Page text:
When the Socialist Party lost its parliamentary majority in France in 1986, the conservative Jacques Chirac became prime minister and then was elected president in 1995 and again in 2002. By the early 1990s France had become much more closely tied to the United States and NATO and had begun cooperating with American foreign policy. Also, France was moving away from Gaullism by becoming an integral part of the European Union. In the late twentieth century a rightward political shift occurred in France, as evidenced by the surprising popularity of Jean-Marie Le Pen's fascistic Front National, which espoused withdrawal from the European Union, closing France's borders to immigration, deporting all nonnaturalized immigrants, and eliminating the income tax.
The French have continued to resist incursions of American culture such as fast food restaurants and Disneyland, and they dislike any Americanization of their language. Nevertheless, there have always been many cultural connections between France and the United States. American writers, jazz musicians, and performing artists have often taken their talents to Paris and other parts of France, where they have found receptive audiences. There has been a lively and ongoing mutual admiration of each other's film industries and Americans admire and emulate French culture's many facets but particularly its cuisine, fashion, and art. And although it acted long after the American Revolution, the United States Congress in July 2002 voted to make the Marquis de La Fayette an honorary U.S. citizen. Lafayette is only the sixth person in the history of the country to receive this special recognition.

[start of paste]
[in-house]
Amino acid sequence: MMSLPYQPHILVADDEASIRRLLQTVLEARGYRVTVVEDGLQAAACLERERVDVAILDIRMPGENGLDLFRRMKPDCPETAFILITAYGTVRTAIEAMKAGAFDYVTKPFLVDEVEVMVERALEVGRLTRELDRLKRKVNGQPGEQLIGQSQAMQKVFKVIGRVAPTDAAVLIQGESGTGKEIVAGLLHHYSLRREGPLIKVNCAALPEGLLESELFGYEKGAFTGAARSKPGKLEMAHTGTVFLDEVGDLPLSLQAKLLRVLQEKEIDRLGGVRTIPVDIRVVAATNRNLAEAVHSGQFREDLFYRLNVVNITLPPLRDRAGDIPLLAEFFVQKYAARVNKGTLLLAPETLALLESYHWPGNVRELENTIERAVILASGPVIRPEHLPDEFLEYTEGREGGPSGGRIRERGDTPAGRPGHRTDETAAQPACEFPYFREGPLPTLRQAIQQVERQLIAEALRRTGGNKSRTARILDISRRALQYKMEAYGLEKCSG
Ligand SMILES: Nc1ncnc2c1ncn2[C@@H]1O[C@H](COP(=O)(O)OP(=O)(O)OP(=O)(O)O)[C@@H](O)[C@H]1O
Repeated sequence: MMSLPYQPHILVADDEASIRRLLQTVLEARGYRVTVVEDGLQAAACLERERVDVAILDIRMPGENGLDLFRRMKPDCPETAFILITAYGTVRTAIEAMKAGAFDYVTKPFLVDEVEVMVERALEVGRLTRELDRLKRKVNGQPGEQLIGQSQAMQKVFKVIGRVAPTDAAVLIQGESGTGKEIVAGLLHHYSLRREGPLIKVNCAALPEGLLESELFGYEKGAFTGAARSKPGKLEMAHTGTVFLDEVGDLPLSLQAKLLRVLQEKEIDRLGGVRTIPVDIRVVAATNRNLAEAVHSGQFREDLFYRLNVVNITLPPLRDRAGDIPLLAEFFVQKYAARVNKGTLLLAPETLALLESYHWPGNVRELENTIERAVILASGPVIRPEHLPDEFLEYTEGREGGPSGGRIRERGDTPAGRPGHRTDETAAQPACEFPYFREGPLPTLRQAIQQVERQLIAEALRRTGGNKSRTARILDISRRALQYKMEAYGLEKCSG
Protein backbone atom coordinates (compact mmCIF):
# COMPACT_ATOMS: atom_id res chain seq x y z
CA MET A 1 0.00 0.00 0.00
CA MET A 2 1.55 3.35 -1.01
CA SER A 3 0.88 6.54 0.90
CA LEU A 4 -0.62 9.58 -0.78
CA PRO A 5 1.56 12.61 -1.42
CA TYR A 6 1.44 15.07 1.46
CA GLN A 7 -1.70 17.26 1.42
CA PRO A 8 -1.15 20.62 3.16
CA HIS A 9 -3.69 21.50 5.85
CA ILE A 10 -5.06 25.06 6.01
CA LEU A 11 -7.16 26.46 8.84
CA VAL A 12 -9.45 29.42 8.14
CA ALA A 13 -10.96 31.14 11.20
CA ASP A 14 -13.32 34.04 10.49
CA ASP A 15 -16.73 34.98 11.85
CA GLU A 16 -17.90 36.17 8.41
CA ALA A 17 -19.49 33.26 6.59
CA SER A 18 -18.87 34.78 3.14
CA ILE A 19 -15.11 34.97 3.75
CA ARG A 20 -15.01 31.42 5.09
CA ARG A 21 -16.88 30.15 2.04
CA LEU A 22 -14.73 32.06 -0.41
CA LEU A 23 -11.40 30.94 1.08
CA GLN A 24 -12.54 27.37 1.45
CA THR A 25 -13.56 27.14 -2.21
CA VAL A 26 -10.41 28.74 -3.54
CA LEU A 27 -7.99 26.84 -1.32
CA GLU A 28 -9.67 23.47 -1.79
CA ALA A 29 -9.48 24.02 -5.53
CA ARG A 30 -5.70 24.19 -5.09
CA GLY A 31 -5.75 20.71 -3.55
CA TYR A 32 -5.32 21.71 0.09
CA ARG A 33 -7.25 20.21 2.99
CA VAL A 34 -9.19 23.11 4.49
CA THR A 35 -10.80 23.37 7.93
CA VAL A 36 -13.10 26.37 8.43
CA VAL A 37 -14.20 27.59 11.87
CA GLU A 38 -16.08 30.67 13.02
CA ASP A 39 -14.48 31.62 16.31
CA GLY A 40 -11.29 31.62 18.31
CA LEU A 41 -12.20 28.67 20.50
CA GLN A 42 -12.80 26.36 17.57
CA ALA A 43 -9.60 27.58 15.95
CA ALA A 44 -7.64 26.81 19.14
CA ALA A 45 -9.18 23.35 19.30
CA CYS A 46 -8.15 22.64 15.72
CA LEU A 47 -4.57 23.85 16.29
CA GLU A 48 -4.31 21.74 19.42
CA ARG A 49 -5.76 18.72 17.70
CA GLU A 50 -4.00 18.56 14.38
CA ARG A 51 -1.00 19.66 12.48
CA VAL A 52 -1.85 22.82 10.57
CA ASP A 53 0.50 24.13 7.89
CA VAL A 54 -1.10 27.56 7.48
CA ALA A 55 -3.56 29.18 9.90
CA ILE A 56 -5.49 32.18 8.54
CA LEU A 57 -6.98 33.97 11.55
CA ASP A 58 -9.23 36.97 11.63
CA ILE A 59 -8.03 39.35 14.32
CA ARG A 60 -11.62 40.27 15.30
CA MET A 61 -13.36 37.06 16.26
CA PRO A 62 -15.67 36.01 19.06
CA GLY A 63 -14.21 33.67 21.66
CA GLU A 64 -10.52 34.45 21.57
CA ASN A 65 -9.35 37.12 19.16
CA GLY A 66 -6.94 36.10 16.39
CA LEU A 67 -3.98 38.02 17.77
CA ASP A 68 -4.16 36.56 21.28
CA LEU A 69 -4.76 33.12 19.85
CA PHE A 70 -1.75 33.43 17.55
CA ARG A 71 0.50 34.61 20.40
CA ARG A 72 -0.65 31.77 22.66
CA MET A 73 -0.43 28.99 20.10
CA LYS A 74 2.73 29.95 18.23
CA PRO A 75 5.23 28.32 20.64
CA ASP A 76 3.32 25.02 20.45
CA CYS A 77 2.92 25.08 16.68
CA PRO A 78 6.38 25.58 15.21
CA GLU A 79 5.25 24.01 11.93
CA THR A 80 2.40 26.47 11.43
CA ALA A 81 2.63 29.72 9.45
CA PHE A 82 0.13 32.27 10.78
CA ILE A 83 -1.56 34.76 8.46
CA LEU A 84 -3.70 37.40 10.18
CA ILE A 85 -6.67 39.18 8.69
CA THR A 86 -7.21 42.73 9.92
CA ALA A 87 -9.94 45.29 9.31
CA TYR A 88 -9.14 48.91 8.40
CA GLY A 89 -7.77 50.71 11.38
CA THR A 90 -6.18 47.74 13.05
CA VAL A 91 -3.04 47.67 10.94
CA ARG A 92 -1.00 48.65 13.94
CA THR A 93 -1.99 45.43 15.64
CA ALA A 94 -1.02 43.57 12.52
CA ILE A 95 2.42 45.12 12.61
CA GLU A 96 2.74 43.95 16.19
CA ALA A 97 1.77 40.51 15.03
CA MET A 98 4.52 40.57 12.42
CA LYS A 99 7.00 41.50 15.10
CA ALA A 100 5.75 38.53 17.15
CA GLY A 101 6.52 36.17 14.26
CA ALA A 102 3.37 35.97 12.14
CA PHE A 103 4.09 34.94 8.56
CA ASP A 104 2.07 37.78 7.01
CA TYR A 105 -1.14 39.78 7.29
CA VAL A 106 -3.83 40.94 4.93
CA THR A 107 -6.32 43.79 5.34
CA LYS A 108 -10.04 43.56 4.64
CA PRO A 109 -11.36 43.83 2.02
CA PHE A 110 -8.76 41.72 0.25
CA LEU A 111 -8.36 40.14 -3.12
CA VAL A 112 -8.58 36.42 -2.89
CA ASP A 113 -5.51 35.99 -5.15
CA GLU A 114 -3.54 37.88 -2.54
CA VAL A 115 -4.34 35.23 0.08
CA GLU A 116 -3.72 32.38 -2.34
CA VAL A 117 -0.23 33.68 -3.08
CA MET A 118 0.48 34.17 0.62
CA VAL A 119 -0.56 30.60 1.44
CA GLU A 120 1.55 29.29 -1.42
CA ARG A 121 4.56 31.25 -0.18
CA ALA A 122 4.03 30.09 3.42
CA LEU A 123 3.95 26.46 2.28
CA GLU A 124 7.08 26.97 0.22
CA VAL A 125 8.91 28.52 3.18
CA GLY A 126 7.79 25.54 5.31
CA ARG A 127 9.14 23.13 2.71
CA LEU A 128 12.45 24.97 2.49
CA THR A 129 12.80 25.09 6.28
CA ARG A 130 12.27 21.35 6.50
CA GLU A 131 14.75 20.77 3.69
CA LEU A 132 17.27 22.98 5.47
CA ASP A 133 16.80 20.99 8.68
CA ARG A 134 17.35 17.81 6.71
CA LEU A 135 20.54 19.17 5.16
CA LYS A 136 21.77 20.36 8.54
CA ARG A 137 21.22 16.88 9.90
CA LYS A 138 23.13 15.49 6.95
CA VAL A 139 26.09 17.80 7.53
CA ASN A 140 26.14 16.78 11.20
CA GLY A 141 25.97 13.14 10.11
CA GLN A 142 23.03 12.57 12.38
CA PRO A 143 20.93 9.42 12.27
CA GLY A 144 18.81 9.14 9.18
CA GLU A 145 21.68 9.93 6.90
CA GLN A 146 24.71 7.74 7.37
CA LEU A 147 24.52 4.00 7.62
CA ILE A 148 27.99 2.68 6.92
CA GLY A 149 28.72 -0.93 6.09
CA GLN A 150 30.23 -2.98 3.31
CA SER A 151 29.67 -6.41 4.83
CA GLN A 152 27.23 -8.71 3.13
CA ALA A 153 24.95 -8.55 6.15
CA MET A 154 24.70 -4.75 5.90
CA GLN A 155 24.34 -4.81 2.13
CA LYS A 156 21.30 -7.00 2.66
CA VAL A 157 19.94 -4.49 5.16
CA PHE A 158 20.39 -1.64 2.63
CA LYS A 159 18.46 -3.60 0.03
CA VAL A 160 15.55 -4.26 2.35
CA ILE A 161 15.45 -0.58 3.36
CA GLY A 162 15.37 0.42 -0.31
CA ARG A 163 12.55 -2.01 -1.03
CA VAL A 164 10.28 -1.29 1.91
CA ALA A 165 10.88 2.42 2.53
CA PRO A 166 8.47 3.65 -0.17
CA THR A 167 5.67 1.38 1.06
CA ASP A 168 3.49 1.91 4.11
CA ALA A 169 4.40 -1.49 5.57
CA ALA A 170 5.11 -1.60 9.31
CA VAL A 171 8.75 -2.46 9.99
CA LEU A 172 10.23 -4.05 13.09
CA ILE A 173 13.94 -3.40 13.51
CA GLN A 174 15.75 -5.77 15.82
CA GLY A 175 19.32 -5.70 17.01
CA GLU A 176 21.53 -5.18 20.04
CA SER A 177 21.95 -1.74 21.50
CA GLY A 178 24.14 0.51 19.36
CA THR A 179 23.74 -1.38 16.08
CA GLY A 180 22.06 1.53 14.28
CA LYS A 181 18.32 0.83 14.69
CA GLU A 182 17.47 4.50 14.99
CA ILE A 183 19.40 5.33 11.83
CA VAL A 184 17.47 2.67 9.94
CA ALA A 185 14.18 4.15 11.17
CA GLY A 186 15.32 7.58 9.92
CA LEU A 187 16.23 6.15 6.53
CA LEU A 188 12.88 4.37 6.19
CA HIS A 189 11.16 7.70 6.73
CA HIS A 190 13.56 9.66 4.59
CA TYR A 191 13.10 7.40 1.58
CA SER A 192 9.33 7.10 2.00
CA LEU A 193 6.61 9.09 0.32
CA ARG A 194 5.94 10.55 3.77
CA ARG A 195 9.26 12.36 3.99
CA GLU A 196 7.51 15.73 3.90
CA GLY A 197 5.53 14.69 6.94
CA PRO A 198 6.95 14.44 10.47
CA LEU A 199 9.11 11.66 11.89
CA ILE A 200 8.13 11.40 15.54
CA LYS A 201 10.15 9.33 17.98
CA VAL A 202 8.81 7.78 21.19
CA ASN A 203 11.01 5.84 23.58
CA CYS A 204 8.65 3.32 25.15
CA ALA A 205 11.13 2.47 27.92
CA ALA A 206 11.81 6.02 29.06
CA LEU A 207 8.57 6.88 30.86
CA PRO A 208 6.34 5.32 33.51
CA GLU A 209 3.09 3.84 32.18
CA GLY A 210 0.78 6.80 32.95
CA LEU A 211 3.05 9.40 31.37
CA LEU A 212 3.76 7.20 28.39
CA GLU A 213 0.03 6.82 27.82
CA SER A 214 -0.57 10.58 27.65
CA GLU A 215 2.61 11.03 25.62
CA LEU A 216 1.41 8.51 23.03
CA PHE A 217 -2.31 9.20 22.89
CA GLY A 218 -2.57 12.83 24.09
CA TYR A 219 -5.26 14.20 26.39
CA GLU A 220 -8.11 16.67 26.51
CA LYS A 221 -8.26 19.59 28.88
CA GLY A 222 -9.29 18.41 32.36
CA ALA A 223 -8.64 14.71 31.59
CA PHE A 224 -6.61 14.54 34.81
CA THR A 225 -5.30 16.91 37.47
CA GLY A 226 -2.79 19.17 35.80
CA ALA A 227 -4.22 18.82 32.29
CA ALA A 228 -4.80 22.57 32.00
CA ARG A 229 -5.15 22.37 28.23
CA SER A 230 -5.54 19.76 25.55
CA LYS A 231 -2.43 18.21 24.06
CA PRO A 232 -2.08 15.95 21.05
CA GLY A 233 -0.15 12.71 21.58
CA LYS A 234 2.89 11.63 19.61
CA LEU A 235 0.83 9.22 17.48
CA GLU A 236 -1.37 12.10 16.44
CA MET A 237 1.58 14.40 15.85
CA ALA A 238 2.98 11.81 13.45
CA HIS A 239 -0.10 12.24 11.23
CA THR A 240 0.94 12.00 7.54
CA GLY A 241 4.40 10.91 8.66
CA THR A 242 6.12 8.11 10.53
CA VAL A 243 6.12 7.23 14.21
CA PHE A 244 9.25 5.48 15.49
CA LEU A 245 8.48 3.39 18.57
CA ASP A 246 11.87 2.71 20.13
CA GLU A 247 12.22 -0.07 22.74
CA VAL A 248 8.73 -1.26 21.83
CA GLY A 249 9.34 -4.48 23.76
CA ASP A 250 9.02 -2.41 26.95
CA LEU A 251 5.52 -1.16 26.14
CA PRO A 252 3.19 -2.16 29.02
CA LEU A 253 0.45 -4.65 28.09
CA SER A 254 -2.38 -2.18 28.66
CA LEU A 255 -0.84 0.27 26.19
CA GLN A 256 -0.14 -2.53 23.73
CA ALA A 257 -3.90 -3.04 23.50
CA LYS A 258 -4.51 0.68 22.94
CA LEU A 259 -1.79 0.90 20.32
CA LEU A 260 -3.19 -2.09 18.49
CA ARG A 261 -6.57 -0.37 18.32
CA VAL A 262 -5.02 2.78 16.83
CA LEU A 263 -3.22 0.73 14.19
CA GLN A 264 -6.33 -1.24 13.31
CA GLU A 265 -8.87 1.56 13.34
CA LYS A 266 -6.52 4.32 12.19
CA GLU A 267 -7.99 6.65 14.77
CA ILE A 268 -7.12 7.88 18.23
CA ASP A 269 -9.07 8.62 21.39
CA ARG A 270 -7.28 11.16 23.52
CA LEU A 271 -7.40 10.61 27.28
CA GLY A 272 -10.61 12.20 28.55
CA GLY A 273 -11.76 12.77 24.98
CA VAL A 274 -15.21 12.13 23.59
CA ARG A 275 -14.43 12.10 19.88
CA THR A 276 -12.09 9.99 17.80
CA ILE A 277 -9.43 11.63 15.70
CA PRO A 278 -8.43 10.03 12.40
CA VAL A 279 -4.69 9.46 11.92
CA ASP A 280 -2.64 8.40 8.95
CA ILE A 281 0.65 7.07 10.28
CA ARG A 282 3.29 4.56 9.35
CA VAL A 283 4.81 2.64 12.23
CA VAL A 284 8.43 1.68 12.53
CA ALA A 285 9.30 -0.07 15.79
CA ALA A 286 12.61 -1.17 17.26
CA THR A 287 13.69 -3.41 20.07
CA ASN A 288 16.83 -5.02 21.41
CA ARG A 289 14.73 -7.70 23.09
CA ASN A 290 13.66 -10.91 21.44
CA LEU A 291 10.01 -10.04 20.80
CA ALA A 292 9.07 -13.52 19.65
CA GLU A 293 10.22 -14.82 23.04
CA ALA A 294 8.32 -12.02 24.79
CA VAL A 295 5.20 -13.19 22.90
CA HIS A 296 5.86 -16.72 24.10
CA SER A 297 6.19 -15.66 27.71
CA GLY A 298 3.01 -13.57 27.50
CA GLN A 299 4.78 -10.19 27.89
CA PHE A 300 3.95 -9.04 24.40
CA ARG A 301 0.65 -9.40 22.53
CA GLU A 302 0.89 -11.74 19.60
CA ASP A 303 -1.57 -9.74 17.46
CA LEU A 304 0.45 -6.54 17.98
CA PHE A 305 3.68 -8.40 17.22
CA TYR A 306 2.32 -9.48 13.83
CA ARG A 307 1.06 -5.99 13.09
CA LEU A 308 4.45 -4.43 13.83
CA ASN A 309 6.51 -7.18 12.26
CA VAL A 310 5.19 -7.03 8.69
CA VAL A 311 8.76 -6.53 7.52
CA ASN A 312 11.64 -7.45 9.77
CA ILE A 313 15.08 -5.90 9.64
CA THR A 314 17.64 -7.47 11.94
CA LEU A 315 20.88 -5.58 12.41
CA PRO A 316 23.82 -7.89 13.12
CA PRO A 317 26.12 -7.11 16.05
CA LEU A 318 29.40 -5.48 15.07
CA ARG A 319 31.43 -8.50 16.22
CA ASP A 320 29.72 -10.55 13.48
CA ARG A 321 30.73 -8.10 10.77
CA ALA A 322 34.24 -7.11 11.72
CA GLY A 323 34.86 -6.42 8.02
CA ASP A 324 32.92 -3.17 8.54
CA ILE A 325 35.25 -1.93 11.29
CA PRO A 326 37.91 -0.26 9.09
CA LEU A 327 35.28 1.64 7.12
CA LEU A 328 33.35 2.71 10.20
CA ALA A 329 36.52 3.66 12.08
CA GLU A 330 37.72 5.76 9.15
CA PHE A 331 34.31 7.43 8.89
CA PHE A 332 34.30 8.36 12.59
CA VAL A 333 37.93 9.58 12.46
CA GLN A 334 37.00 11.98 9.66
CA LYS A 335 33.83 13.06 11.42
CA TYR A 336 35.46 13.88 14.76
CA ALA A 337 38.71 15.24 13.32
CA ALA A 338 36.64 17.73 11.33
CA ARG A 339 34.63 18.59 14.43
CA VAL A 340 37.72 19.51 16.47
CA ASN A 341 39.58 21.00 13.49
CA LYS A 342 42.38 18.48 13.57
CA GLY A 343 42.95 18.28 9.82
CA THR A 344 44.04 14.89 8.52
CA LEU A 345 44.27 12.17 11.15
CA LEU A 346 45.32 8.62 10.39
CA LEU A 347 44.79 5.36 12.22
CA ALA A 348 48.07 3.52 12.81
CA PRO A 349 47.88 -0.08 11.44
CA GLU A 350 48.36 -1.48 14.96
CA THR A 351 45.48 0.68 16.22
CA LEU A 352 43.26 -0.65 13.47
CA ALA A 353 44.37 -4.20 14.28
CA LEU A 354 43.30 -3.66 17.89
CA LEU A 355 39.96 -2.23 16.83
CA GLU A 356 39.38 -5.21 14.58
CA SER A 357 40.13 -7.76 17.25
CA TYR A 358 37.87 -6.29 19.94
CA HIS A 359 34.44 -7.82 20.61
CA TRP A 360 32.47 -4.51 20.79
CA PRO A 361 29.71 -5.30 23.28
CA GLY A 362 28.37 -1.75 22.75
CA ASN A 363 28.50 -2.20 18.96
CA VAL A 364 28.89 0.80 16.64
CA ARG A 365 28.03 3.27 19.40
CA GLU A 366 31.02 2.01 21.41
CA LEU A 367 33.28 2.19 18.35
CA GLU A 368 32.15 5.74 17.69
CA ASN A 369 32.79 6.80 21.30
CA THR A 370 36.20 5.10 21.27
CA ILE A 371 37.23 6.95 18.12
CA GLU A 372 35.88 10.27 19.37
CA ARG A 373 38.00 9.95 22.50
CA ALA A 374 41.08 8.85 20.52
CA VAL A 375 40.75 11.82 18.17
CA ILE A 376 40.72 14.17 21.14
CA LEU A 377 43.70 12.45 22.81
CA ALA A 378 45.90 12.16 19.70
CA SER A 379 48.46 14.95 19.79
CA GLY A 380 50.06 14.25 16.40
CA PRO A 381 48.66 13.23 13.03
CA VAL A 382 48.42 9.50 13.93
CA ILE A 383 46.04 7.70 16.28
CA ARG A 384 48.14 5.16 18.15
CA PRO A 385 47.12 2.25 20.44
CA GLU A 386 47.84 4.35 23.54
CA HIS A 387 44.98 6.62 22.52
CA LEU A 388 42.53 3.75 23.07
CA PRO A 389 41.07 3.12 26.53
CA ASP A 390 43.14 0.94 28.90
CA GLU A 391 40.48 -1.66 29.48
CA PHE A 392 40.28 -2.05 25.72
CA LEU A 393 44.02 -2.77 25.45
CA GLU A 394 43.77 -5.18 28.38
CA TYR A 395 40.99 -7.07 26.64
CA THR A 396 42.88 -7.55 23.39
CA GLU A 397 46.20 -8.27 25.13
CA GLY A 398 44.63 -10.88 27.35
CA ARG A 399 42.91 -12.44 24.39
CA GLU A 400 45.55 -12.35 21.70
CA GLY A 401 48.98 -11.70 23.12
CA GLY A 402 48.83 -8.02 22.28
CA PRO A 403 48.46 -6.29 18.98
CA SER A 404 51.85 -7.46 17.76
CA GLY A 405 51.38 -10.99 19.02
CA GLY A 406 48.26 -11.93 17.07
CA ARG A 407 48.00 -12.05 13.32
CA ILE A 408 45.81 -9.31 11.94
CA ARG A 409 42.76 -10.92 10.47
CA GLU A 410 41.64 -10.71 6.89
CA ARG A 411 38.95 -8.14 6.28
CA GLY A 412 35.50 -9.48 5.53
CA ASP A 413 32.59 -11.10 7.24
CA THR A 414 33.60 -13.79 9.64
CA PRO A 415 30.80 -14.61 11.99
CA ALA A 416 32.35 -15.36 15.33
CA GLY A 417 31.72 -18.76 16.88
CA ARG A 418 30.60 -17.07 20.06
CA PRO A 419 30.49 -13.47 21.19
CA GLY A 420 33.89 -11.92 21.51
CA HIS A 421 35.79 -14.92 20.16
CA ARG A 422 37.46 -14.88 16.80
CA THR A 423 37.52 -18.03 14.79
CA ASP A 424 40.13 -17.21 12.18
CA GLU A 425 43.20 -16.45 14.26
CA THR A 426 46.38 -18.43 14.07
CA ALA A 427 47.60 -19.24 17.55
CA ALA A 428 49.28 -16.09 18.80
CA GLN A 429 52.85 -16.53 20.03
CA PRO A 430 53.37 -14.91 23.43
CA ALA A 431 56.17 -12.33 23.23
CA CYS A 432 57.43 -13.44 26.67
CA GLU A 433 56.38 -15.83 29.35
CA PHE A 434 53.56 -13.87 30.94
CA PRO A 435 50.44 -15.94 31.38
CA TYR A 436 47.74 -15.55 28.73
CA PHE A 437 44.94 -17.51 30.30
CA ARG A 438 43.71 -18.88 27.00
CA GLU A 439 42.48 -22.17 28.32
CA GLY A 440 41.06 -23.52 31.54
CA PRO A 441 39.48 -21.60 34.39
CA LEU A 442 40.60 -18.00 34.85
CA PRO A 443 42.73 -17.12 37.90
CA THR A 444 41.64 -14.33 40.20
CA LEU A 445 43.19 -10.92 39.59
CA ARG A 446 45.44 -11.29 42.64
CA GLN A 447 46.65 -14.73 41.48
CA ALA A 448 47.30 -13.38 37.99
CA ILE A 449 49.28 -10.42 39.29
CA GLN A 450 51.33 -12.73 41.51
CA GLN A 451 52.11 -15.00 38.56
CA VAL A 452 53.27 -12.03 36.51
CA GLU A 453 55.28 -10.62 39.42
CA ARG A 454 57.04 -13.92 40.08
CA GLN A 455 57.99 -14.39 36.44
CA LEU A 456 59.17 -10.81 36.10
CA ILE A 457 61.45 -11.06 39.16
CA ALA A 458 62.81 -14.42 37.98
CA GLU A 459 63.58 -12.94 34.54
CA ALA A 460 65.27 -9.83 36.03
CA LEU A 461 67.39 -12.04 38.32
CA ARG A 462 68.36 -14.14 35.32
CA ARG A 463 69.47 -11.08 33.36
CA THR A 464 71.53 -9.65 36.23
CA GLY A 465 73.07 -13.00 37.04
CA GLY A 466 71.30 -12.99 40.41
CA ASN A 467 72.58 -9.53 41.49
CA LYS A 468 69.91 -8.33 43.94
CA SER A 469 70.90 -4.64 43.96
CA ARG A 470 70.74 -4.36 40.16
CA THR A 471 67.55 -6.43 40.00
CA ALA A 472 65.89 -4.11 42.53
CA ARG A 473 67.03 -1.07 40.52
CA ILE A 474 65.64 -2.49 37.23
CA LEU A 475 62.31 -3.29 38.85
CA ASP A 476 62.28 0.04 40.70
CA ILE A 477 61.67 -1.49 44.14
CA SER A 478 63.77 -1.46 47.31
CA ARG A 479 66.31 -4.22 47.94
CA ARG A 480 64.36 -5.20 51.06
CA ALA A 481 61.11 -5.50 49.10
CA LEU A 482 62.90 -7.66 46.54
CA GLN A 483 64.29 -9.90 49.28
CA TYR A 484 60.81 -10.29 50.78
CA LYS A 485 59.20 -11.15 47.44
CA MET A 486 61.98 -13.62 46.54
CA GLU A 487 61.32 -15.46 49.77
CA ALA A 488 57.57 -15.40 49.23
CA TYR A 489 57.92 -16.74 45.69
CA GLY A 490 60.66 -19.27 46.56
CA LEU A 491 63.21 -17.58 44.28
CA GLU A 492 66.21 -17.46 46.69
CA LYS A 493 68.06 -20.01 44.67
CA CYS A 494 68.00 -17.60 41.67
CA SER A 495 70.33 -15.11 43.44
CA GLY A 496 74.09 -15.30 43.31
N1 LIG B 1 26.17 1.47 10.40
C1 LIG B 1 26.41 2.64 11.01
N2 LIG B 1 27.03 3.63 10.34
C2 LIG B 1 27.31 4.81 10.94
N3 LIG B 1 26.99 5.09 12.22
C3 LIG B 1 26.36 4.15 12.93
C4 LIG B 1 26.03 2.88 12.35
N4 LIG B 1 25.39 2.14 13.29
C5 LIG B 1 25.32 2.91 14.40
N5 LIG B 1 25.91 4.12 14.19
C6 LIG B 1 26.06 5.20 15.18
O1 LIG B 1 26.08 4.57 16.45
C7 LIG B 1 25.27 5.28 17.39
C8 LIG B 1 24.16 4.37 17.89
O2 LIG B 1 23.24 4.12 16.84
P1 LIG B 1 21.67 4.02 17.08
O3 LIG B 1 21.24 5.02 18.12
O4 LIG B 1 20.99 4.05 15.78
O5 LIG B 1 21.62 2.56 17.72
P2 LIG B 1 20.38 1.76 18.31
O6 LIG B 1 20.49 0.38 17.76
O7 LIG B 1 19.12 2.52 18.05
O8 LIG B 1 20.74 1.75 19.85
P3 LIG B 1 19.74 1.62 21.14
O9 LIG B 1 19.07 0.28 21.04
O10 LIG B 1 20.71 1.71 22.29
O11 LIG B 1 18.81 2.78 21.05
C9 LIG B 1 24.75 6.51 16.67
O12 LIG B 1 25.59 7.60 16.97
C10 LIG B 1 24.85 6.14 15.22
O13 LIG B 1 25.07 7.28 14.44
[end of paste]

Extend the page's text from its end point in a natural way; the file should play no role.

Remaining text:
Bernstein, Richard. Fragile Glory: A Portrait of France and the French. New York: Knopf, 1990.